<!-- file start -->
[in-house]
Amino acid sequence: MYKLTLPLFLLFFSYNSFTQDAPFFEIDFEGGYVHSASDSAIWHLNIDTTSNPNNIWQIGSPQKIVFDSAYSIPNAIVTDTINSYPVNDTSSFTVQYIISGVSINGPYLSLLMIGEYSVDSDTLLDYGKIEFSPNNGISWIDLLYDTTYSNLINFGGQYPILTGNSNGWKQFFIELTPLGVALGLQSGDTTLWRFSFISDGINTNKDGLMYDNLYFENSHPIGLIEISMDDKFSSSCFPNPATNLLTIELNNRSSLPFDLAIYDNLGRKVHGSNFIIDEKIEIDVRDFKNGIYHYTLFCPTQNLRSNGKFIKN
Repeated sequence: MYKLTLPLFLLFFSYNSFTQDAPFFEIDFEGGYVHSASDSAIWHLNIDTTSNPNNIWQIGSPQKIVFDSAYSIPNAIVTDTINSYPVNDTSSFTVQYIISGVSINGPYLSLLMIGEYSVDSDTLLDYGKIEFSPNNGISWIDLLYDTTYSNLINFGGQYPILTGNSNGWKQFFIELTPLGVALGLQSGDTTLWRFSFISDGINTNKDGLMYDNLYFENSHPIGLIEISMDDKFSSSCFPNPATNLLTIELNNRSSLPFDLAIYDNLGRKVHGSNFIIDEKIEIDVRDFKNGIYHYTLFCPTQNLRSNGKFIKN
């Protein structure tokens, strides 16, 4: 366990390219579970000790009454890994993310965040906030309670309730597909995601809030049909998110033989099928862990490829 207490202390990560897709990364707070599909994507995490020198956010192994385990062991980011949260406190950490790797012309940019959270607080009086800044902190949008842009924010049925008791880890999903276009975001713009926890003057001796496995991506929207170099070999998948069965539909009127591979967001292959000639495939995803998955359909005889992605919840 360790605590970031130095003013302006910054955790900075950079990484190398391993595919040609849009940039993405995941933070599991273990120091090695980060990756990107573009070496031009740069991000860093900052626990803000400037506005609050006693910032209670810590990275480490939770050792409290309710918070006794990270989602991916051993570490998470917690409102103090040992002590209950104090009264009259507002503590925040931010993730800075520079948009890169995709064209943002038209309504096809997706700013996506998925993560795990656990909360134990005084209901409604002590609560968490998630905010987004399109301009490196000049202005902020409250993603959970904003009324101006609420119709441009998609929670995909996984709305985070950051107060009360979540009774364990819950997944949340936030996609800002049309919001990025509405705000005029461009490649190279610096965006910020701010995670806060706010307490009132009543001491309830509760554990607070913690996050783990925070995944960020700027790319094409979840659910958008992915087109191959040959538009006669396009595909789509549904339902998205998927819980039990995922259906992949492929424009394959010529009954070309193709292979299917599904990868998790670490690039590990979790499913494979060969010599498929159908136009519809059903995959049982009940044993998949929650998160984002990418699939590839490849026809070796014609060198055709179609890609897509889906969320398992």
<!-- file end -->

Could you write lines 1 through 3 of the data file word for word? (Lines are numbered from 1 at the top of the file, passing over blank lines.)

[in-house]
Amino acid sequence: MYKLTLPLFLLFFSYNSFTQDAPFFEIDFEGGYVHSASDSAIWHLNIDTTSNPNNIWQIGSPQKIVFDSAYSIPNAIVTDTINSYPVNDTSSFTVQYIISGVSINGPYLSLLMIGEYSVDSDTLLDYGKIEFSPNNGISWIDLLYDTTYSNLINFGGQYPILTGNSNGWKQFFIELTPLGVALGLQSGDTTLWRFSFISDGINTNKDGLMYDNLYFENSHPIGLIEISMDDKFSSSCFPNPATNLLTIELNNRSSLPFDLAIYDNLGRKVHGSNFIIDEKIEIDVRDFKNGIYHYTLFCPTQNLRSNGKFIKN
Repeated sequence: MYKLTLPLFLLFFSYNSFTQDAPFFEIDFEGGYVHSASDSAIWHLNIDTTSNPNNIWQIGSPQKIVFDSAYSIPNAIVTDTINSYPVNDTSSFTVQYIISGVSINGPYLSLLMIGEYSVDSDTLLDYGKIEFSPNNGISWIDLLYDTTYSNLINFGGQYPILTGNSNGWKQFFIELTPLGVALGLQSGDTTLWRFSFISDGINTNKDGLMYDNLYFENSHPIGLIEISMDDKFSSSCFPNPATNLLTIELNNRSSLPFDLAIYDNLGRKVHGSNFIIDEKIEIDVRDFKNGIYHYTLFCPTQNLRSNGKFIKN